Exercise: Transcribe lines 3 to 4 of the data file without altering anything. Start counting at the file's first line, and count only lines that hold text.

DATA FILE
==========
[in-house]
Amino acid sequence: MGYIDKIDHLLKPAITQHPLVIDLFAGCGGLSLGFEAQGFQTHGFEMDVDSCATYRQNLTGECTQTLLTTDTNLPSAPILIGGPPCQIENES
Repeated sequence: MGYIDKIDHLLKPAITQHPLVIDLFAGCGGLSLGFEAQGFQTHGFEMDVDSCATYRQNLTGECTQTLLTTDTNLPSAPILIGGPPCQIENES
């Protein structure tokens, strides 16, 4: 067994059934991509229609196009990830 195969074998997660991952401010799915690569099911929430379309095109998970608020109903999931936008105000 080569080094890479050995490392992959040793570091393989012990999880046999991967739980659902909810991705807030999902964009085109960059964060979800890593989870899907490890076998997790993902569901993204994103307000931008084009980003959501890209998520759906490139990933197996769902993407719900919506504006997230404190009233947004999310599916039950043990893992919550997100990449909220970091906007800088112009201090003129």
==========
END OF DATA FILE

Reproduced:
Repeated sequence: MGYIDKIDHLLKPAITQHPLVIDLFAGCGGLSLGFEAQGFQTHGFEMDVDSCATYRQNLTGECTQTLLTTDTNLPSAPILIGGPPCQIENES
């Protein structure tokens, strides 16, 4: 067994059934991509229609196009990830 195969074998997660991952401010799915690569099911929430379309095109998970608020109903999931936008105000 080569080094890479050995490392992959040793570091393989012990999880046999991967739980659902909810991705807030999902964009085109960059964060979800890593989870899907490890076998997790993902569901993204994103307000931008084009980003959501890209998520759906490139990933197996769902993407719900919506504006997230404190009233947004999310599916039950043990893992919550997100990449909220970091906007800088112009201090003129």